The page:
President Donald Trump announces tariffs of 25 per cent on steel imports and 10 per cent on aluminium from many countries in a bid to slash the huge US trade deficit.
The deficit reached $566 billion in 2017, of which $375 billion was with China, the world's biggest steel and aluminium producer.
March 22: China ripostes
On the eve of their application, Trump suspends the tariffs for several countries but not China.
Beijing responds with a list of 128 US products on which it says it will impose customs duties of 15-25 per cent if negotiations with Washington fail.
July 6: Trade war
The United States nonetheless slaps 25-per cent duties on about $34 billion of Chinese imports, including cars, hard disks and aircraft parts.
Beijing imposes tariffs of equal size and scope, including on-farm produce, cars and marine products.
August 23: Escalation
Washington imposes tariffs on another $16 billion of Chinese goods on August 23, a day after negotiations resume.
China applies 25-per cent tariffs on $16 billion of US goods, including Harley-Davidson motorcycles, bourbon and orange juice.
On September 24, Washington slaps 10 per cent taxes on $200 billion of Chinese imports. Beijing puts customs duties on $60 billion of US goods.
December 1: Truce
Washington suspends for three months a tariff increase from 10 to 25 per cent due to begin January 1 on $200 billion of Chinese goods.
China agrees to purchase a "very substantial" amount of US products and suspends extra tariffs added to US-made cars and auto parts for three months starting January 1. It allows imports of American rice.
May 10, 2019: Hostilities resume
Washington ends the truce, increasing duties on $200 billion in Chinese imports.
Trump opens a new front in the war on May 15, barring US companies from using foreign telecoms equipment deemed a security risk - a move aimed at Chinese giant Huawei.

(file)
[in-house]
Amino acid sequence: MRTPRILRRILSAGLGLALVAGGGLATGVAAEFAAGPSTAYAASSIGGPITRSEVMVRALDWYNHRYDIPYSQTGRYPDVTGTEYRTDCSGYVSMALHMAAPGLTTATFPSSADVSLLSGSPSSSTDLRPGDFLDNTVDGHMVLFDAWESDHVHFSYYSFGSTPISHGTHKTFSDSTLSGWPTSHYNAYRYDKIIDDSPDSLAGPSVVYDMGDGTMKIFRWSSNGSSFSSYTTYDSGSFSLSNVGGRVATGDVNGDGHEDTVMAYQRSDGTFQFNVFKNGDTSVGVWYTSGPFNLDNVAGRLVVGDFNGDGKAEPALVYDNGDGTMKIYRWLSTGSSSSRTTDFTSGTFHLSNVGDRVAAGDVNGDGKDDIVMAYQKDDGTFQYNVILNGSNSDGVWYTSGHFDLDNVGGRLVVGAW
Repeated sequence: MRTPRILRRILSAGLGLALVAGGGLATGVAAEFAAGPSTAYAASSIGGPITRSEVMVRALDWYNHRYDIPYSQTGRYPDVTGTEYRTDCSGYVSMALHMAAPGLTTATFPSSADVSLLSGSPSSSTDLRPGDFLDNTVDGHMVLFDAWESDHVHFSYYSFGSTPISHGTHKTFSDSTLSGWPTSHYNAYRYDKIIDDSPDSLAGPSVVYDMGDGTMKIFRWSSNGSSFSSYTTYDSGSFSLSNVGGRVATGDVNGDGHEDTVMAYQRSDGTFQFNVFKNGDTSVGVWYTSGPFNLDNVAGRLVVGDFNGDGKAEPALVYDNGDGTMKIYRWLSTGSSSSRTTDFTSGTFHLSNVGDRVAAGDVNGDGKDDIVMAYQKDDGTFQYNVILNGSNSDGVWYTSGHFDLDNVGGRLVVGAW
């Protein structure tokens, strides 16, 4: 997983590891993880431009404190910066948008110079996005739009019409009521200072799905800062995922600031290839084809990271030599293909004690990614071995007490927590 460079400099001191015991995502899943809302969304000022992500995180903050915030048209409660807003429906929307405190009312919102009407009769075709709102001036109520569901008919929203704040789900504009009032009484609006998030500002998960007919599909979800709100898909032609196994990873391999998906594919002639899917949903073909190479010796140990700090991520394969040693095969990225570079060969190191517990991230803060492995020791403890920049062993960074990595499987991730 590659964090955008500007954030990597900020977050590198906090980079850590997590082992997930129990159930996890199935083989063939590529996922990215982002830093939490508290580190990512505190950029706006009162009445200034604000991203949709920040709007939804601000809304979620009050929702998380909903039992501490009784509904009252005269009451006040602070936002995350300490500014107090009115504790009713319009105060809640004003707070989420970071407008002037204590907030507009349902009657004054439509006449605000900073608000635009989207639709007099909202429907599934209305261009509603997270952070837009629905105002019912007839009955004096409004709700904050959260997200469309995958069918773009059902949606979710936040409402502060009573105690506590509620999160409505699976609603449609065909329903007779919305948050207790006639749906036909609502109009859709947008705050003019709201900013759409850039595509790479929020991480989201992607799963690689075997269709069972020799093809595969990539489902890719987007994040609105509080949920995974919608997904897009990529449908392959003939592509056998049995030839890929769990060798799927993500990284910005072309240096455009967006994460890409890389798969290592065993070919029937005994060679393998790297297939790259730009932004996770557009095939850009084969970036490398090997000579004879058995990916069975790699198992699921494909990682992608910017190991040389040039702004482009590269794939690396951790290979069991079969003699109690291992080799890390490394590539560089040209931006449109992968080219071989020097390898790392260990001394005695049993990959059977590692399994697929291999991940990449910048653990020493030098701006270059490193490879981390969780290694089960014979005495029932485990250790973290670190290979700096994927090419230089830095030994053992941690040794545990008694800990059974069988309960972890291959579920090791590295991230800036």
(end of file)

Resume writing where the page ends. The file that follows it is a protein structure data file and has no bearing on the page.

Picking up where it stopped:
The US Commerce Department also announces an effective ban on US companies selling or transferring US technology to Huawei.
On May 20 it issues a 90-day reprieve on the ban.
May 19: Signs of appeasement
The two countries announce a draft deal under which Beijing agrees to reduce its trade surplus "significantly".
In the following weeks, China makes several conciliatory gestures, reducing customs duties, lifting restrictions and offering to buy extra US goods.
June 29: Negotiations 'back on'
At the G20 in Osaka, Trump and President Xi Jinping strike a ceasefire. Washington vows to hold off on further tariffs and Trump declares trade negotiations "back on track".
US and Chinese negotiators meet in Shanghai on July 30 and 31 for "constructive" talks and agree to continue discussions in September.
August 1: New US sanctions
Accusing Beijing of reneging on promises to buy US agricultural products and stop the sale of the opioid fentanyl, Trump announces new 10 per cent tariffs on another $300 billion in Chinese goods from September 1.
It means virtually all of the $660 billion in annual trade between the world's two biggest economies will be subject to duties.
Beijing threatens counter-measures.
August 5: Currency row
China allows the yuan to fall below 7.0 to the dollar for the first time in 11 years. Washington accuses Beijing of manipulating its currency to help its exports, a charge denied by China's central bank.
Chinese state media announced that Beijing had suspended purchases of American farm exports.